WESTCHESTER COUNTY, N.Y. – With bus rapid transit likely coming to White Plains when the new Tappan Zee Bridge opens in 2018, local, state and federal officials are calling on the Metropolitan Transportation Authority to fund a new, 21st century train station for the city.
When the current station opened in 1987 it had 7,000 weekday daily commuters. That number has tripled to more than 21,500 by 2007 and continues growing, state Assemblyman David Buchwald (D-Westchester) said Thursday in front of the station. It is the second most-used Metro-North station, second only to Manhattan, and is the top reverse commuter station, which he said makes it an emerging hub.
“It’s clear to me the benefits of a new White Plains train station will be felt around the region, especially as we now enter an era of the new Tappan Zee Bridge, I-287 corridor and bus rapid transit,” he said.
The Bus Rapid Transit would span 30 miles from Suffern in Rockland to Port Chester along I-287, a east-west connection that White Plains Mayor Thomas Roach says is lacking right now.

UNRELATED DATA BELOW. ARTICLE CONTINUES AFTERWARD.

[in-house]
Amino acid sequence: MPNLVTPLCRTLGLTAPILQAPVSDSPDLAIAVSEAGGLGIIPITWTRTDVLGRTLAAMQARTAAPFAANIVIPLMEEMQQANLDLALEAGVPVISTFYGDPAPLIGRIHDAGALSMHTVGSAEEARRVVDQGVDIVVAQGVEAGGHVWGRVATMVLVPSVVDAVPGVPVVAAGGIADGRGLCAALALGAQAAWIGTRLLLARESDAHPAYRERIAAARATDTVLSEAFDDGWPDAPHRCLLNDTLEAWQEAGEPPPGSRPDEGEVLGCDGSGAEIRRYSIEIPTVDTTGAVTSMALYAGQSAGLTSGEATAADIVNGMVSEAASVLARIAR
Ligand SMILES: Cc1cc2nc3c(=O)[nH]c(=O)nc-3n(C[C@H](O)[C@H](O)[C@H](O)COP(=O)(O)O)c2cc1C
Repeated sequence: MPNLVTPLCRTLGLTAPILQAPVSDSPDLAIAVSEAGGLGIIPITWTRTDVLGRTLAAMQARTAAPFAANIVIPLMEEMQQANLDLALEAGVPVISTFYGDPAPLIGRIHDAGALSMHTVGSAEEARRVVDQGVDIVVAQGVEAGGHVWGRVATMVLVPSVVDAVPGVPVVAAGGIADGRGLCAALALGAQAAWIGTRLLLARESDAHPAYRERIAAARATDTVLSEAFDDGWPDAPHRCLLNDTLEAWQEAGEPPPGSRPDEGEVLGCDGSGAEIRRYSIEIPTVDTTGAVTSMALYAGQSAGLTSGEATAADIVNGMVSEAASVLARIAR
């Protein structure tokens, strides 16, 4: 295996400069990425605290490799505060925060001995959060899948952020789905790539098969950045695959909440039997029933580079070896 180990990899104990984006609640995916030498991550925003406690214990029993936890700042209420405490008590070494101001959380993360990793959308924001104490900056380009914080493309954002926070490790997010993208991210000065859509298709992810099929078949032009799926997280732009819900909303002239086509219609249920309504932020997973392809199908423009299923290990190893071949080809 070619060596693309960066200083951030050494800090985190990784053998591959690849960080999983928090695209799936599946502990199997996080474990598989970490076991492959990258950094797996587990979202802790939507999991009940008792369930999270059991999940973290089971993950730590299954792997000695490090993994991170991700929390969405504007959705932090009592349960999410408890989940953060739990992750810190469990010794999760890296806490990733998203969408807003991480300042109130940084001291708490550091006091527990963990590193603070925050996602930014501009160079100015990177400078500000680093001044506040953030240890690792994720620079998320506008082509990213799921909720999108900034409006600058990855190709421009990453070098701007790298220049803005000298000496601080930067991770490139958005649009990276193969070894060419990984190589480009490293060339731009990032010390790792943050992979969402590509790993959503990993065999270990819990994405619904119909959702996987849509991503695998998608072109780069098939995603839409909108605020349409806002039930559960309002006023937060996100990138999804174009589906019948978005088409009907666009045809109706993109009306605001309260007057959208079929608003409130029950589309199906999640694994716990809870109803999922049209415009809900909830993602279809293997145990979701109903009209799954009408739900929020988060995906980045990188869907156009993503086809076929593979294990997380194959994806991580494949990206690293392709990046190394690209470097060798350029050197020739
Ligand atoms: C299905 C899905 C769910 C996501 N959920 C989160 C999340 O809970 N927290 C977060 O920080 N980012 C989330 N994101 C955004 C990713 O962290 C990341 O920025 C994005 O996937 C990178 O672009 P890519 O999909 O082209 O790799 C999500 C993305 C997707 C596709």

“People want to use multi-modal now and it would be nice if someone who lived in Golden’s Bridge could get on a train, get off at White Plains, get on a (Bus Rapid Transit) and then have a job in Port Chester,” he said.
The MTA will propose its five-year capital plan Wednesday, Sept. 22, and then vote on it later this year. The White Plains' State Assembly delegation, Roach and U.S. Rep. Nita Lowey (D-Westchester/Rockland), have submitted a joint letter asking the MTA to include a new White Plains train station in its plan.
“This is not just about a train station, this is about an opportunity to transform the way this city functions in a positive way,” Roach said.
White Plains will use a $1 million grant to study how to transform its train station and the surrounding area and how to connect it to the downtown. The money comes from the New York State Energy Research and Development Authority and the Mid-Hudson Regional Economic Development Council.
Roach pointed to the a full bike rack outside the White Plains train station parking garage as evidence of the changing nature of how people use transit.
"Every one of those bikes is a parking space we would have had to build and it’s traffic that other people would have to fight with," he said.
State Sen. George Latimer (D-Rye) said the new train station also will galvanize the economy.
“A thriving White Plains economy is essential for the rest of the county and region’s success,” he said.
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